Photo: Tiger
new products

Thermos designs inspired by Japan’s traditional art and nature

By grape Japan

Region and season special edition tumblers from Starbucks are always a popular souvenir with overseas visitors, travelers who may want to reflect on the more cultural aspects of Japan they encountered during their journey when they grab a coffee or tea on the go may want to do so with a new lineup of thermoses released by household appliance maker Tiger. The new MJX series was made with the idea of expressing the beauty of traditional Japan to the world, and does so with five new thermoses inspired by Japanese nature and art forms.

Each beautiful stainless steel bottle is made carefully to recreate a three-dimensional "feel" for the cultural and artistic motif the thermos represents with meticulous layering of patterns. A "vacuum layer" allows hot drinks to stay above 87 degrees (Celsius) after one hour and cold drinks 9 degrees for 6 hours. Here are the five designs:



Inspired by perhaps Japan's most iconic natural symbol, Mt. Fuji, the thermos is designed to replicate an "inverse Mt. Fuji" reflected on a lake surface. A bumpy texture reflects trekking the massive mountain itself.



Temari are traditionally crafted "hand balls" of embroidered fabric. Sometimes made from old kimono, the everyday toy has become an art form in itself due to their brilliantly colored and patterned designs, with a temari itself symbolizing friendship when given as a gift.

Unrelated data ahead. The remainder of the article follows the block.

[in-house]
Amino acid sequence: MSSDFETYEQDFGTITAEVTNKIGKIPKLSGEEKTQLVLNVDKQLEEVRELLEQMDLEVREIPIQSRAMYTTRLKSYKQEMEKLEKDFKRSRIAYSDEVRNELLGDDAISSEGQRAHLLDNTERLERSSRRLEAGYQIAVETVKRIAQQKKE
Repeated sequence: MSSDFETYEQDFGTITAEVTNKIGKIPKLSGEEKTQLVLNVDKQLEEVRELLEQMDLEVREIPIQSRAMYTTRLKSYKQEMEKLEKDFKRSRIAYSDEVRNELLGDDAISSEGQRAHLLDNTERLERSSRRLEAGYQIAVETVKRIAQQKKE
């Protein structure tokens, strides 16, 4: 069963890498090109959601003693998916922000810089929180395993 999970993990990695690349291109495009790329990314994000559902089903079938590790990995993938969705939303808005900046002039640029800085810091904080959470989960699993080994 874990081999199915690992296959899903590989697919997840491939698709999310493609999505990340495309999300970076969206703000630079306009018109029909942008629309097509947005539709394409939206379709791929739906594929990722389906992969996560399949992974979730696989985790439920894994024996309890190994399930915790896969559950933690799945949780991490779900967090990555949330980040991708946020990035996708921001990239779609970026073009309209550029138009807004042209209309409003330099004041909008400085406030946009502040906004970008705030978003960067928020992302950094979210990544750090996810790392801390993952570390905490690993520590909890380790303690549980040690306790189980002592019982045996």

This design is meant to reflect the symbolic Japanese culture of "tying" cords and braids, inspired by Kumihimo (Japanese braid-making made by interlacing silk threads and cotton yarns) and Mizuhiki (a Japanese art form using special cords, often seen as decorative tying on gifts), as well as cords found on ceremonial robes in Shinto rituals meant to connect souls.



The design combines sakura, the iconic cherry blossoms of Japan celebrated for their transient beauty, with shippo-yaki, decorative Japanese metalwork, to recreate the soft and delicate image of sakura petals.



"Arare" are small hail, or snow pellets, often admired in Japan as remnants on leave trees during winter mornings. The hail pattern is a natural fit, as it can often be observed on traditional Japanese cast iron kettles and tea cups.

The thermoses will be released on December 21st, and order availability will be updated on the official website.

Read more stories from grape Japan.

-- Take Home A Bit of Japanese Nightlife Nostalgia with LED Snack Bar Sign Magnets

-- Tokyo’s Kirby Cafe is Finally Made Permanent, Now Boasts Exciting New Kirby Themed Eats

-- Spicy Mapo Soup Sold in Japanese Vending Machines Is Our New Favorite Hot Beverage

© grape Japan

©2020 GPlusMedia Inc.

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